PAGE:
Moscow, a longtime Assad ally, has freely admitted its support for the Syrian government, but denies any claims of a military build-up in the country, saying it is simply taking part in international efforts to combat the jihadist group “Islamic State" ("IS), which has made large territorial gains in both Syria and Iraq.

Continued Russian help

On Sunday, Russian Foreign Minister Sergei Lavrov said Russia would continue to back Assad's regime in "its efforts to fight terrorism."
He also criticized the West for refusing to cooperate with Syrian forces in the fight against "IS," calling the government armed forces "the most efficient military force in the country."
Syria has been embroiled for more than four years in a civil conflict that began with anti-government protests in March 2011. More than 250,000 people have been killed in the violence, which has seen the government lose considerable swathes of territory to rebels and various jihadist groups such as "IS."
tj/rc (AP, AFP, dpa)
dw.com

July 19, 2015

Russia’s Military Upgrade Hits a Snag, Putin Not a Happy Man




Russian Military Parade AP/Ivan Sekretarev 
Russia's military spending is getting out of control.
The Kremlin has been in the middle of an intense military build up over the last few months against the backdrop of a deteriorating economy.
Even with the Kremlin's revised budget plan in April (which assumes an average exchange rate of 61.5 rubles to the dollar), Russia is spending more on its military than it can afford to, according to Russian economist and former rector of the New Economic School in Moscow Sergei Guriev
Guriev points out that recently published budget data for the first three months of 2015 shows that although nondefense spending was at 16.5% of the quarterly GDP as planned, military expenditure was more than double the budgeted amount at over 9% of the quarterly GDP.
"In other words, Russia has already spent more than half of its total military budget for 2015. At this rate, its reserve fund will be emptied before the end of the year," Guriev writes.
T-90 Russian Tank
Russian T-90 battle tank.
Money for Russia's budget is coming out of the Kremlin's rainy day reserve fund, which is technically designed to soften the blow of economic setbacks.
The ongoing Western sanctions prevent Russia from borrowing on the global markets, so Moscow has had to tap into this fund to finance its deficit, which has increased to 3.7% from 0.5% of GDP following lower oil prices and the economic contraction, according to Guriev.
In the best case scenario, according to Guriev,  ussia can maintain a 3.7% deficit for less than two years before it either has to withdraw from Ukraine to gain relief from Western sanctions, or undertake a major — and for Putin, politically dangerous — fiscal adjustment."
  more than twice the budgeted amount on military in the first quarter, according to Guriev.
"Russia simply cannot sustain the allocation of such a large share of its budget to defense spending. Moreover, its defense industry lacks the capacity to produce modern equipment as quickly as the plan anticipated,” he adds.
Since 2011, there’s been debate in the Kremlin about whether Russia should increase military spending, which ended with then finance minister Alexei Kudrin (who was against increased spending) spending, which ended with then finance minister Alexei Kudrin (who was against increased spending) getting sacked. 
kudrin putin
Russia’s then Prime Minister Vladimir Putin meets Finance Minister Alexei Kudrin in Moscow February 28, 2011.
"Against this background, Russia's recent military spending binge is all the more notable for it suggests that the government, desperate to retain popular support amid declining economic performance, is less interested in investing in the most modern equipment than in showing its support for the rebels in eastern Ukraine, even at the price of further economic hardship," writes Guriev.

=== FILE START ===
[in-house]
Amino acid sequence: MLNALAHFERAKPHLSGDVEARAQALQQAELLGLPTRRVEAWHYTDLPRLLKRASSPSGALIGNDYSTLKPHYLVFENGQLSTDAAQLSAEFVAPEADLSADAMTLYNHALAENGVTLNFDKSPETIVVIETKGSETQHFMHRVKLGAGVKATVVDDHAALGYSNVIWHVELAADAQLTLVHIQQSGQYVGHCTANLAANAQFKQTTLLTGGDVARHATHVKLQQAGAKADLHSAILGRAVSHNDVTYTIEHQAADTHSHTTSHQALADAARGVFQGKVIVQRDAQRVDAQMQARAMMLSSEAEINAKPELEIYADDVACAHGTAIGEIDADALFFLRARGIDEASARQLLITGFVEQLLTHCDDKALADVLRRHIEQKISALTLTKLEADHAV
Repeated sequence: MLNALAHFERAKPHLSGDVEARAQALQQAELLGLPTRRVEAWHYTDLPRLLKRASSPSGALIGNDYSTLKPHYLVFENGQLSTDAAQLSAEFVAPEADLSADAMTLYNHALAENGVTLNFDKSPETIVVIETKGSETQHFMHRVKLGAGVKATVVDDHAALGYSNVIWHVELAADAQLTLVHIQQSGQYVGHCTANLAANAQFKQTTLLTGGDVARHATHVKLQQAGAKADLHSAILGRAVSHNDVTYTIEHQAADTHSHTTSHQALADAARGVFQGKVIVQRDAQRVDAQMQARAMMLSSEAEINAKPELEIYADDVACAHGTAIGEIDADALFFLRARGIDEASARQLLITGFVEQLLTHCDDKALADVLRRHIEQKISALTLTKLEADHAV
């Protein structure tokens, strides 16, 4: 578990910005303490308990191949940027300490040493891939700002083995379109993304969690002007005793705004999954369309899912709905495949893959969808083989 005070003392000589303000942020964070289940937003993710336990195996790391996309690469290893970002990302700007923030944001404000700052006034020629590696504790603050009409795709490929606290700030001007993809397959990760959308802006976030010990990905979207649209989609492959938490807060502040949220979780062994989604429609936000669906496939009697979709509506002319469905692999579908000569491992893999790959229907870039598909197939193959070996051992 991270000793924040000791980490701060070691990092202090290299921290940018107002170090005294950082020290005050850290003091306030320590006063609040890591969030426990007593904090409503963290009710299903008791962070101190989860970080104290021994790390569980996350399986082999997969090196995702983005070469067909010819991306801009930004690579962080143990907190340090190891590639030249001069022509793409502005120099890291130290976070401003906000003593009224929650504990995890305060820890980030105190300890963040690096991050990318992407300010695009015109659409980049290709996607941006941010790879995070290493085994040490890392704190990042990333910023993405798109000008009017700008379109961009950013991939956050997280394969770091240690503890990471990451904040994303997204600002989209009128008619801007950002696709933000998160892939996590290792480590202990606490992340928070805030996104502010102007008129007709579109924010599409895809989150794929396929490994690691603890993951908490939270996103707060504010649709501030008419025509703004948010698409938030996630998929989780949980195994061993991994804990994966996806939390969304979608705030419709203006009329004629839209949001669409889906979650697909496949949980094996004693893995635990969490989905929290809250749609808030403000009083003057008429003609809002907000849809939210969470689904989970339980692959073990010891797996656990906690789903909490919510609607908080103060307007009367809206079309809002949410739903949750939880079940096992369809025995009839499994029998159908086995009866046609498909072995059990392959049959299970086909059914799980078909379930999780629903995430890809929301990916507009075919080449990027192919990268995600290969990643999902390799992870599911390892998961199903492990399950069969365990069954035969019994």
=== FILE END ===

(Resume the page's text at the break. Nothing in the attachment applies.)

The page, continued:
"If Russia could not afford a 4%-of-GDP defense budget in good times, it cannot possibly manage such a high rate of military spending now, when it confronts rock-bottom oil prices, Western sanctions, and economic recession."
businessinsider.com 

May 16, 2015

The New Most Advance Russian Tank (Yugo) Stalls in Front of Reviewing Stand


                                                    


 The Armata Stalls as is passing the reviewing stand  where Putin was seating

 The Russian army’s new tank–designed to be “superior to the West”–is looking more like the infamous Soviet-era car, the Yugo.

The T-14 Armata made its second public appearance ever during a Victory Day parade–but, right as it rolled through Moscow’s iconic Red Square, in front of Vladimir Lenin’s mausoleum, it stalled.

Better during a public parade than an invasion of Ukraine?
Pulling it with another Tank didn’t work either
   
Sergei Shoigu, Russia’s defense minister, apparently ran up to the tank to figure out what happened to the shiny new piece of Russian defense. Shortly after, servicemen tried to hook the tank up to another military vehicle for a tow–which also didn’t work.

The tank, left stranded in the middle of the very public Red Square during a parade for a good fifteen minutes, was finally moved after Alexei Zharich, a director from its manufacturer, took charge of the situation.
“[The crew’s] training is still continuing,” he justified later, via Twitter, as if a user error was the problem.

But apparently that Tweet didn’t toe the official Kremlin stance–Zharich quickly deleted it and replaced it with the even-less-truthful, “The Armata is fully operational and left under its own steam.”

This embarrassment isn’t unprecedented–apparently, an anonymous military source to a Russian news website that the Armata had broken down twice during practice runs for the Victory Day parade.

The T-14 Armata is supposed to be Russia’s new go-to battle “combat platform,” with more than 2,300 joining the army by 2020.

There’s no word on whether or not Putin has also put in an order for 2,300 new tow trucks.